The Code of Ethics of the Society of Professional Journalists is an open document. The more it’s distributed — and used — the better. The code is not intended to be arcane or cryptic. It is not like a secret handshake intended for use only by the members of some mystic order. If it were, we would put something at the bottom similar to what is run in television ads for zippy cars: “Professional Driver. Closed Course. Do Not Attempt.” Continue reading Using the SPJ Code


Reporting on Grief, Tragedy and Victims

A city truck collides with a motorcycle, killing the cyclist immediately and tying up traffic for a half hour. The local newspaper’s photographer, by happenstance, is at the scene minutes afterward. A man holds two individuals hostage. Police surround the house in the standoff for nearly two hours before the man takes his life. A reporter/photographer is at the scene. What do these incidents have in common? They are being talked about in the community. They have an impact on people. Continue reading Reporting on Grief, Tragedy and Victims


Anonymous Sources

Few ethical issues in journalism are more entangled with the law than the use of anonymous sources. Keep your promise not to identify a source of information and it’s possible to find yourself facing a grand jury, a judge and a jail cell. On the other hand, break your promise of confidentiality to that source and it’s just possible you might find yourself on the receiving end of a lawsuit. Continue reading Anonymous Sources


Accountability

The SPJ Ethics Committee gets a significant number of questions about whether journalists should engage in political activity. The simplest answer is “No.” Don’t do it. Don’t get involved. Don’t contribute money, don’t work in a campaign, don’t lobby, and especially, don’t run for office yourself. Continue reading Accountability


Plagiarism

The digital age we’re currently in offers both the most opportunities to verify the authenticity of original work and also misuse it without giving credit to the original reporting source. With databases, Web searches and other online research, it has never been easier to research the source of a story or other original material. On college campuses, for example, students who choose to plagiarize and buy a term paper or have someone else write it for them (the same work also submitted by others), can be caught much more easily than 30 years ago. Continue reading Plagiarism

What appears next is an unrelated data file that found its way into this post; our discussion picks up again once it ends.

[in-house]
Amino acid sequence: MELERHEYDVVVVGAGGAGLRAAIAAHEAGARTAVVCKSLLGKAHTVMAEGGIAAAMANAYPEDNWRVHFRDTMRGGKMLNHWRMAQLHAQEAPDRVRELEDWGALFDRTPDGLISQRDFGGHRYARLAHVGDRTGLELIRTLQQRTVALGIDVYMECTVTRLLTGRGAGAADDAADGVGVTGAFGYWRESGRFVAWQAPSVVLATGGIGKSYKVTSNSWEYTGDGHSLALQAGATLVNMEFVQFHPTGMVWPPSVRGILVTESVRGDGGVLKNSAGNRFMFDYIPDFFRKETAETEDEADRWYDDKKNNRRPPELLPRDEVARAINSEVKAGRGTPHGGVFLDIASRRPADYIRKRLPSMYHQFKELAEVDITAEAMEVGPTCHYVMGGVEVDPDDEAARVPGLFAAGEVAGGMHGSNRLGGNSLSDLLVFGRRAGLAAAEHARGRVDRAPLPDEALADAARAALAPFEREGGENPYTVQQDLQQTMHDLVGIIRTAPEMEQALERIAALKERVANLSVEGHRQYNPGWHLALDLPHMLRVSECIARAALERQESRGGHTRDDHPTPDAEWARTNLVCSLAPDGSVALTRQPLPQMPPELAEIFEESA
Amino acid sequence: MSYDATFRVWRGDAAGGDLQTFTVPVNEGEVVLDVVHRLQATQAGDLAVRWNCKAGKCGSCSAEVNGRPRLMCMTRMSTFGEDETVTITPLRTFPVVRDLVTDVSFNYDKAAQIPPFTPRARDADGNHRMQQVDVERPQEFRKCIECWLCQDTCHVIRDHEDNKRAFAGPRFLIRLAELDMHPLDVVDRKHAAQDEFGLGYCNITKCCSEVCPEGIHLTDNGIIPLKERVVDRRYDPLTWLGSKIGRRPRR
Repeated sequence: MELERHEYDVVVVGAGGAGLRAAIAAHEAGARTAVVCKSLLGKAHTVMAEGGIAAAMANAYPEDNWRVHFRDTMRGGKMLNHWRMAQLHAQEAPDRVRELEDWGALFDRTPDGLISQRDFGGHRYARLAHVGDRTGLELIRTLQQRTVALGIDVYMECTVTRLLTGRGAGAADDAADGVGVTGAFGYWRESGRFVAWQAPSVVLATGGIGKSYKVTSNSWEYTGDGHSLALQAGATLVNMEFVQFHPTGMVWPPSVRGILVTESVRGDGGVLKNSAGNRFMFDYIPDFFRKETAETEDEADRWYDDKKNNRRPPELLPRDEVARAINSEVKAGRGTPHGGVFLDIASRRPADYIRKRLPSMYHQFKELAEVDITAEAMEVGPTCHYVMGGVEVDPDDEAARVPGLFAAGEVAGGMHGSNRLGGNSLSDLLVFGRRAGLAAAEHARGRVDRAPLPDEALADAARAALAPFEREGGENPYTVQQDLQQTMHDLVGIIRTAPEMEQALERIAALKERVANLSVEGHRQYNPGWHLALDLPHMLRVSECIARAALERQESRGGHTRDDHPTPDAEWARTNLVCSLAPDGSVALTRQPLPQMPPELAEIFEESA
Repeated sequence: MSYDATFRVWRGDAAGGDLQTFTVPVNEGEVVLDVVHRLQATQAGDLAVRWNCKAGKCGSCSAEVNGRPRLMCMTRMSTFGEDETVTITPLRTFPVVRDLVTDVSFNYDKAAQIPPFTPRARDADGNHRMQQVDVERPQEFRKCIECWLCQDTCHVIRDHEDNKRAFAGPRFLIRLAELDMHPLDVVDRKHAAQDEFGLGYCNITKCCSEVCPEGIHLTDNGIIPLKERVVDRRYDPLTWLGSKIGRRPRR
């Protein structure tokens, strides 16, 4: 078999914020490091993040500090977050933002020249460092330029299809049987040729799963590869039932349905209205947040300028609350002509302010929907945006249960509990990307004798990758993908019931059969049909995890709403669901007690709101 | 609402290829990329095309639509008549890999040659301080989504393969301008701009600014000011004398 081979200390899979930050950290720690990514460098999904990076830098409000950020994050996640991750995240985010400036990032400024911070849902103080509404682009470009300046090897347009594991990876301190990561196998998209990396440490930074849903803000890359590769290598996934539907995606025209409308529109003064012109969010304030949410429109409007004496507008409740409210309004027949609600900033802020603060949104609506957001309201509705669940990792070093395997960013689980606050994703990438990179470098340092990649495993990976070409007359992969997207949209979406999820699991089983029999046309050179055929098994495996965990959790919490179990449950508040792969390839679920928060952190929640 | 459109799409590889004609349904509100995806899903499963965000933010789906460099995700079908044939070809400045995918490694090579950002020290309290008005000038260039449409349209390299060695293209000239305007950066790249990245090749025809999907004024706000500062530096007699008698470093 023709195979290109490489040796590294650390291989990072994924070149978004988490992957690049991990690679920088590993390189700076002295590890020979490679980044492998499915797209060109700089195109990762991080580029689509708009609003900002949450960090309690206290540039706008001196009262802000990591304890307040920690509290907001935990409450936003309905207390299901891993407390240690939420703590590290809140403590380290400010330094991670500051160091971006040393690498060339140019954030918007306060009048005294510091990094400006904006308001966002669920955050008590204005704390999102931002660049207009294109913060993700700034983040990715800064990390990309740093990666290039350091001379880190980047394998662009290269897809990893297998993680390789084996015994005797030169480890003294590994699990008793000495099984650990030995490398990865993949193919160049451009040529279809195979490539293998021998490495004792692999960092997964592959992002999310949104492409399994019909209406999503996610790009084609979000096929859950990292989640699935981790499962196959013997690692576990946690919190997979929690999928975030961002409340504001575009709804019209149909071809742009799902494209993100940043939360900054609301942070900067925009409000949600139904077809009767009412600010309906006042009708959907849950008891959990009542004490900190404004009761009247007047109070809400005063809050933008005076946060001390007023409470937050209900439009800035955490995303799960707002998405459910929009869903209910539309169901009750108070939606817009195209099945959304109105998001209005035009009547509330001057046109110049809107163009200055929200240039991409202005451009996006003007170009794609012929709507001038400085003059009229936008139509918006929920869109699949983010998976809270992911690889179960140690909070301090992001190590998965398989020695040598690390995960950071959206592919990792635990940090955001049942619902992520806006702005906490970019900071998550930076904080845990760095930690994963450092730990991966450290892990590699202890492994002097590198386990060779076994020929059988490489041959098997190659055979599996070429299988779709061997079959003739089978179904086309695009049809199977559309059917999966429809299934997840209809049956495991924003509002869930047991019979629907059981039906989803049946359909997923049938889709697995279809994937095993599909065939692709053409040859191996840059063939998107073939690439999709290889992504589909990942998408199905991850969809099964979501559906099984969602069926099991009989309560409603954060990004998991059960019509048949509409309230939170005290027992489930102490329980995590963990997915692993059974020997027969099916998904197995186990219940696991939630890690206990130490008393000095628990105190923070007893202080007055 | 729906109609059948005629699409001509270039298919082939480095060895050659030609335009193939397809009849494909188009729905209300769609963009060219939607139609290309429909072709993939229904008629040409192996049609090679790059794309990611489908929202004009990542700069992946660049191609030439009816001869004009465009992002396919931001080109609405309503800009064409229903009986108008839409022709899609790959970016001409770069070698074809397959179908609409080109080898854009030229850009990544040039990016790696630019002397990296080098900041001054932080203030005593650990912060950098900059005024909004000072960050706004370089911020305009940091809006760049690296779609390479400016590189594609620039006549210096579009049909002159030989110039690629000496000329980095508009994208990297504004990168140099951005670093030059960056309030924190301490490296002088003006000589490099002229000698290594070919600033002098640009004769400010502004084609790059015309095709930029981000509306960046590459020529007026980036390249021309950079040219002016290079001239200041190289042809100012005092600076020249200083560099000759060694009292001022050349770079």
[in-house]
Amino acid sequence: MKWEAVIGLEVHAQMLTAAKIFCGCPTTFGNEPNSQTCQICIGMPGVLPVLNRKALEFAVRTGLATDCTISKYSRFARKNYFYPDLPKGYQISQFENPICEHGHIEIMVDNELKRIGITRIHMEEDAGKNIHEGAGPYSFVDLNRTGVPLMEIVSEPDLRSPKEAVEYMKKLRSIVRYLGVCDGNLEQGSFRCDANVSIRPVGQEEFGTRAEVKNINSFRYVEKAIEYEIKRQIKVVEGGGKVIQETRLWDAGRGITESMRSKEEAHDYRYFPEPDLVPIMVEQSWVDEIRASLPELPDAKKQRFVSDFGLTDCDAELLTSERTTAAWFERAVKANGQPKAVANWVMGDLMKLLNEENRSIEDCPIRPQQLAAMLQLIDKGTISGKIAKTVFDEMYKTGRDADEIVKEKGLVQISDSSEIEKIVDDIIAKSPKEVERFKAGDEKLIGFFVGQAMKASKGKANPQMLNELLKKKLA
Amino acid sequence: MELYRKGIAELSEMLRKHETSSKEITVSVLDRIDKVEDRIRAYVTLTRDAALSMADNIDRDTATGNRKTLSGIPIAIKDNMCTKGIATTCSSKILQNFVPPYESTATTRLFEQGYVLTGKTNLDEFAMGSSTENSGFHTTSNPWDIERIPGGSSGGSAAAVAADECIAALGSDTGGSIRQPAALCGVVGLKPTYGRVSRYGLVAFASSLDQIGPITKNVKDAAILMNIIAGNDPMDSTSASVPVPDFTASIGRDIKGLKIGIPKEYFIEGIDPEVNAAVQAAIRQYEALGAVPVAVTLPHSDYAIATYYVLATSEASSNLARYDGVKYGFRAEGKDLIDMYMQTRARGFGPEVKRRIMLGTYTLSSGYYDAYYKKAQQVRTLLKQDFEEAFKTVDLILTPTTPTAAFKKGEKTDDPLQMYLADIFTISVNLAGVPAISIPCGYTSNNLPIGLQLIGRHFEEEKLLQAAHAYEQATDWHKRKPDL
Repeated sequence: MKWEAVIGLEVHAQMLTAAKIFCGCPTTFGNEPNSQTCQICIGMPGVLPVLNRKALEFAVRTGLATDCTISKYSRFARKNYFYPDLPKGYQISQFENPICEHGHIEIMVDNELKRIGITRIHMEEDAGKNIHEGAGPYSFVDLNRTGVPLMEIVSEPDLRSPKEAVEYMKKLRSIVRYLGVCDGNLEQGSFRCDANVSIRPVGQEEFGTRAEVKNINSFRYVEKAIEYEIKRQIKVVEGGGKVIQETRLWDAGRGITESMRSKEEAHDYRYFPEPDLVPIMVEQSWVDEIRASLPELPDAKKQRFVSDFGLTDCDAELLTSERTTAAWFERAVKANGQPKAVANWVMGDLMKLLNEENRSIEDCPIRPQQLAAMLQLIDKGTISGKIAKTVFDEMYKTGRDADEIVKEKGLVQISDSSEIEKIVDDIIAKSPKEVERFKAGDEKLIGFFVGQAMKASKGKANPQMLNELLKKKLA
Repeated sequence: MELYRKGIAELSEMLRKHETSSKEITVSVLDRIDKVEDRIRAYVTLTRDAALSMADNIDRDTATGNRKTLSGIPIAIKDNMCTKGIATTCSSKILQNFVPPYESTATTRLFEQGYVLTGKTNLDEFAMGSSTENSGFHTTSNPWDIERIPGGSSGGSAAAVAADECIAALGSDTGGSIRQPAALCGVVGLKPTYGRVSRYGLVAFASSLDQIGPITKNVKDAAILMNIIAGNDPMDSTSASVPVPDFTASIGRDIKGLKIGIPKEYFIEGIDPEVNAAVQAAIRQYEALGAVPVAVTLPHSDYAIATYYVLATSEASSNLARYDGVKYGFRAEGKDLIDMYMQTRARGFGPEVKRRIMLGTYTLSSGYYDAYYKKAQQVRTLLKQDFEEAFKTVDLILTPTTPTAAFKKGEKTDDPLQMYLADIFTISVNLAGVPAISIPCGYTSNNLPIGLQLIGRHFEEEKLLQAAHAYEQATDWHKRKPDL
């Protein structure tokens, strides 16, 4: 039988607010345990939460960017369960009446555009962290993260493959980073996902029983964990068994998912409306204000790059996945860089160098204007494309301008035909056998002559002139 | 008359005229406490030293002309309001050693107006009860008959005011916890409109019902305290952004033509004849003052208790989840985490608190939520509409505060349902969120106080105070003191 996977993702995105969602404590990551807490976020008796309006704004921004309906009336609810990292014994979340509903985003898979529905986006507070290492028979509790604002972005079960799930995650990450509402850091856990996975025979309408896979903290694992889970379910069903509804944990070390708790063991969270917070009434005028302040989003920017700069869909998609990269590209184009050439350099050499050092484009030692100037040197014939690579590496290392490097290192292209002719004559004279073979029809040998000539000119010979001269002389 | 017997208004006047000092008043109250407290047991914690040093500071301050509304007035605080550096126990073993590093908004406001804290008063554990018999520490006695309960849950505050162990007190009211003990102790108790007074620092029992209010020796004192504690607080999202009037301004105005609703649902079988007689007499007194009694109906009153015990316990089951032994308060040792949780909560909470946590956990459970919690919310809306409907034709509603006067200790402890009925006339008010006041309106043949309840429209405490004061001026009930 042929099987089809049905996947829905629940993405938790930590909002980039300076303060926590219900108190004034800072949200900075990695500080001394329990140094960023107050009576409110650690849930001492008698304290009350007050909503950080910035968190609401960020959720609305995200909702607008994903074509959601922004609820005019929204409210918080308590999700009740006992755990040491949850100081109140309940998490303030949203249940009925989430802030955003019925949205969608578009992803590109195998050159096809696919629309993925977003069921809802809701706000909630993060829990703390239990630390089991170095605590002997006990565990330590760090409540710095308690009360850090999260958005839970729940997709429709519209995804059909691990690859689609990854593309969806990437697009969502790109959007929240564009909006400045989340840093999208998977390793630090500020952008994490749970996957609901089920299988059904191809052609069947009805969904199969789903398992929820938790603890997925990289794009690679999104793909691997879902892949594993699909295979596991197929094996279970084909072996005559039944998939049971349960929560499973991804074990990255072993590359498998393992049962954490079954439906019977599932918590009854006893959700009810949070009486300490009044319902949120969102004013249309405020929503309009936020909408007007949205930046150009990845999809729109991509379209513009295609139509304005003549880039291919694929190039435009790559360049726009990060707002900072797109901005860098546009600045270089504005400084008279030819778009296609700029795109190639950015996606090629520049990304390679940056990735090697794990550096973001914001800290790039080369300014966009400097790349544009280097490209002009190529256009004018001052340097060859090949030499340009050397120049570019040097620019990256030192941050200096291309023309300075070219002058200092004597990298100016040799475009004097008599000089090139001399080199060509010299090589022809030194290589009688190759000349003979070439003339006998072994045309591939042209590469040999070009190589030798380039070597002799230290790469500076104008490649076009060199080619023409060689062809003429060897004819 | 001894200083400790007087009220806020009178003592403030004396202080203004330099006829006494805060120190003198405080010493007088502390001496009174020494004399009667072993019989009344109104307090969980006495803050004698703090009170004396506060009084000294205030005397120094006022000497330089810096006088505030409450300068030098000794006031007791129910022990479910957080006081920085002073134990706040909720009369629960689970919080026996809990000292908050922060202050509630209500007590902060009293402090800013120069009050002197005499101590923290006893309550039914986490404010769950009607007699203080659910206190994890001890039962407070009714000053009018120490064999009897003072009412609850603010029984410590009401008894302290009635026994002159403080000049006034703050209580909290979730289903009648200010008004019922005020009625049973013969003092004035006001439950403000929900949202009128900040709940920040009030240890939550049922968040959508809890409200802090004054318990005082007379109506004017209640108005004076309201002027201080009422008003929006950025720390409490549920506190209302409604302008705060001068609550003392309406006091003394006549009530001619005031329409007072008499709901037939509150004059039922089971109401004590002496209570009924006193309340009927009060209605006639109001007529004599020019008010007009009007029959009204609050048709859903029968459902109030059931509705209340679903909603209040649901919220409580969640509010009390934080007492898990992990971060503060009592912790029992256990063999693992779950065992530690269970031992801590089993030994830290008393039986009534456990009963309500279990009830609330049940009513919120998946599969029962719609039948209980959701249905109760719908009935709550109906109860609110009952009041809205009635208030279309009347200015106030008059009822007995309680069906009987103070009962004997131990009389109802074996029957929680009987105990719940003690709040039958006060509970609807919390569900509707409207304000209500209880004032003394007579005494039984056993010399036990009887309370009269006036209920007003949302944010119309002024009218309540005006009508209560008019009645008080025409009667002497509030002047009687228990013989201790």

Checkbook Journalism

Money can corrupt almost anything it touches, and that certainly includes the news. The practice of paying for information, known as checkbook journalism, threatens to corrupt journalism. Paying for interviews, directly or indirectly through so-called licensing fees, is now accepted practice in Great Britain and has been used by tabloid publications in the United States. Recently, broadcast networks also engaged in the practice. Continue reading Checkbook Journalism


Political Involvement

The SPJ Ethics Committee gets a significant number of questions about whether journalists should engage in political activity. The simplest answer is “No.” Don’t do it. Don’t get involved. Don’t contribute money, don’t work in a campaign, don’t lobby, and especially, don’t run for office yourself. But it’s a bit more nuanced than that. Continue reading Political Involvement


Ethics
Ethics Home
SPJ Code of Ethics
News/Articles
Journalism Ethics Book
Case Studies
Committee Position Papers
Ethics Answers
Ethics Hotline
Resources
Ethics Committee

Quill: Stories About Journalism Ethics
– Quill question: When does sponsored content require disclosure?
– 10 lessons in journalism ethics
– Journalism’s complicated relationship with transparency

Ethics Committee
This committee's purpose is to encourage the use of the Society's Code of Ethics, which promotes the highest professional standards for journalists of all disciplines. Public concerns are often answered by this committee. It also acts as a spotter for reporting trends in the nation, accumulating case studies of jobs well done under trying circumstances.